DES MOINES, IOWA — Aditi Mukherji has been named the first recipient of the Norman Borlaug Award for Field Research and Application, endowed by the Rockefeller Foundation. The award recognizes researchers under the age of 40 in the early stages of their work who emulate the scientific innovation and dedication demonstrated by Nobel Peace Prize Laureate Norman Borlaug.
Dr. Mukherji is an Indian social scientist whose research on groundwater resources in agriculture led to major policy changes benefiting thousands of farmers in West Bengal. During her intense fieldwork surveying more than 4,000 groundwater users, Dr. Mukherji discovered that smallholder farmers in water-abundant eastern India were being prevented by certain policy restrictions from gaining access to the water resources needed for irrigating their crops. She then worked closely with the farmers and village residents to ensure that their concerns were fully recorded and that their collective voice was heard by the policy makers.
She will be formally presented with the $10,000 award on Oct. 17 in Des Moines as part of this year’s World Food Prize international symposium.
“Dr. Mukherji has demonstrated qualities that emulate Dr. Borlaug’s ingenuity and perseverance in transferring his scientific breakthroughs to farmers and hungry people around the world through the gateway of government policy and action,” said Kenneth M. Quinn, president of the World Food Prize Foundation. “Like Dr. Borlaug, she has shown persistence, innovation, effective communication, contribution to science, and application of that science for policy change to improve lives and livelihoods.”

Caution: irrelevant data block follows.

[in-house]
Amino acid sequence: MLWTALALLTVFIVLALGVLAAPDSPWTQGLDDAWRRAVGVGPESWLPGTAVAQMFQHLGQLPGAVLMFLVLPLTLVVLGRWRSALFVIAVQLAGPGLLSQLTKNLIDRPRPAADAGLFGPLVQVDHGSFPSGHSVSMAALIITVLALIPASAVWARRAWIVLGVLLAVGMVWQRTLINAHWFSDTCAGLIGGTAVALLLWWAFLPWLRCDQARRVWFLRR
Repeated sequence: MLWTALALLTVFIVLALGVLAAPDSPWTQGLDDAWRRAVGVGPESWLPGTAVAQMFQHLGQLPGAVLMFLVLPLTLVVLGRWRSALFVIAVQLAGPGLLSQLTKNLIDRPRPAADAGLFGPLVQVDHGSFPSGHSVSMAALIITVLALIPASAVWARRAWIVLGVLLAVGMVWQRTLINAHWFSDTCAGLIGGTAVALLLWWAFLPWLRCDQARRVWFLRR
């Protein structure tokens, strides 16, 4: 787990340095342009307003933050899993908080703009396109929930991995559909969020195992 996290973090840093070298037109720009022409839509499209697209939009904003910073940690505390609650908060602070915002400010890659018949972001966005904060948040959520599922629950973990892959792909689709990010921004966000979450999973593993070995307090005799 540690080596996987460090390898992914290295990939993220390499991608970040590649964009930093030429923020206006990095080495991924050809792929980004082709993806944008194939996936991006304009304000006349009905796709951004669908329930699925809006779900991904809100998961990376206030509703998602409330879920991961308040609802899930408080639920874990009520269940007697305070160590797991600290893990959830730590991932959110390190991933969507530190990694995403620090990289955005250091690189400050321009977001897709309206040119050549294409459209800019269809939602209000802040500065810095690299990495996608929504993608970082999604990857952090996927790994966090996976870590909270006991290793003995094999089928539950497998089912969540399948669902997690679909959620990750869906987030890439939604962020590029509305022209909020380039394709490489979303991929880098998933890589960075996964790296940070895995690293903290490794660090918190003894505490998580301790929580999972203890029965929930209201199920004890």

Mr. Quinn added, “This year, the Stockholm Water Prize is honoring I.W.M.I., the World Food Prize is recognizing renowned irrigation expert Dr. Daniel Hillel, and now this new award is going to Dr. Mukherji, creating a truly unique trifecta of honors that reflect the critical importance of water in the world’s global food supply.”
Dr. Mukherji said her accomplishments have required a combination of field work, data collection and collaboration with other researchers and policy makers.
“Access to reliable, affordable and timely irrigation are very powerful tools of poverty alleviation,” Dr. Mukherji said. “What truly inspires me is the impact that one’s research can make on the lives of the poor by providing more food on their table — something that Dr. Borlaug showed us years ago through his pioneering work in Mexico, India and elsewhere. He is my ultimate role model.”
Dr. Mukherji has attended Presidency College, Calcutta; Jawaharlal Nehru University, Delhi; and the Indian Institute of Technology, Mumbai. In addition, she completed a Ph.D. degree in human geography at the University of Cambridge, United Kingdom.